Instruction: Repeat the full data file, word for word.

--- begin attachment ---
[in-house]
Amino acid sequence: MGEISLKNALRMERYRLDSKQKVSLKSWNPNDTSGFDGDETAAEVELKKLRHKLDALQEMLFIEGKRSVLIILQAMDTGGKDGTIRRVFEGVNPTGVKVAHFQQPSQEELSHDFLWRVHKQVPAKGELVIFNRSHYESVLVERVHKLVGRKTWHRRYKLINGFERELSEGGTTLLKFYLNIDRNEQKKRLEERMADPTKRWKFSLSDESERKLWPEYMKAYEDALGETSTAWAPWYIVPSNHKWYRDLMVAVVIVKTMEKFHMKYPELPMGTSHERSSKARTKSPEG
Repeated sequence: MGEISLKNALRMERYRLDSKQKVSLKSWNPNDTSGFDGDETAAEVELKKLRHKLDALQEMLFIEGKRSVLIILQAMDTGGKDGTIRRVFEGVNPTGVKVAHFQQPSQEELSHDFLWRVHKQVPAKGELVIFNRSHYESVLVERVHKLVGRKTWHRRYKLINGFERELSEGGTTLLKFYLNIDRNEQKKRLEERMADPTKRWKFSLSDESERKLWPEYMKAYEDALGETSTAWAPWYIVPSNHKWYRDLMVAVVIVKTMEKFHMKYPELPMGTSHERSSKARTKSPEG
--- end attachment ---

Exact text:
[in-house]
Amino acid sequence: MGEISLKNALRMERYRLDSKQKVSLKSWNPNDTSGFDGDETAAEVELKKLRHKLDALQEMLFIEGKRSVLIILQAMDTGGKDGTIRRVFEGVNPTGVKVAHFQQPSQEELSHDFLWRVHKQVPAKGELVIFNRSHYESVLVERVHKLVGRKTWHRRYKLINGFERELSEGGTTLLKFYLNIDRNEQKKRLEERMADPTKRWKFSLSDESERKLWPEYMKAYEDALGETSTAWAPWYIVPSNHKWYRDLMVAVVIVKTMEKFHMKYPELPMGTSHERSSKARTKSPEG
Repeated sequence: MGEISLKNALRMERYRLDSKQKVSLKSWNPNDTSGFDGDETAAEVELKKLRHKLDALQEMLFIEGKRSVLIILQAMDTGGKDGTIRRVFEGVNPTGVKVAHFQQPSQEELSHDFLWRVHKQVPAKGELVIFNRSHYESVLVERVHKLVGRKTWHRRYKLINGFERELSEGGTTLLKFYLNIDRNEQKKRLEERMADPTKRWKFSLSDESERKLWPEYMKAYEDALGETSTAWAPWYIVPSNHKWYRDLMVAVVIVKTMEKFHMKYPELPMGTSHERSSKARTKSPEG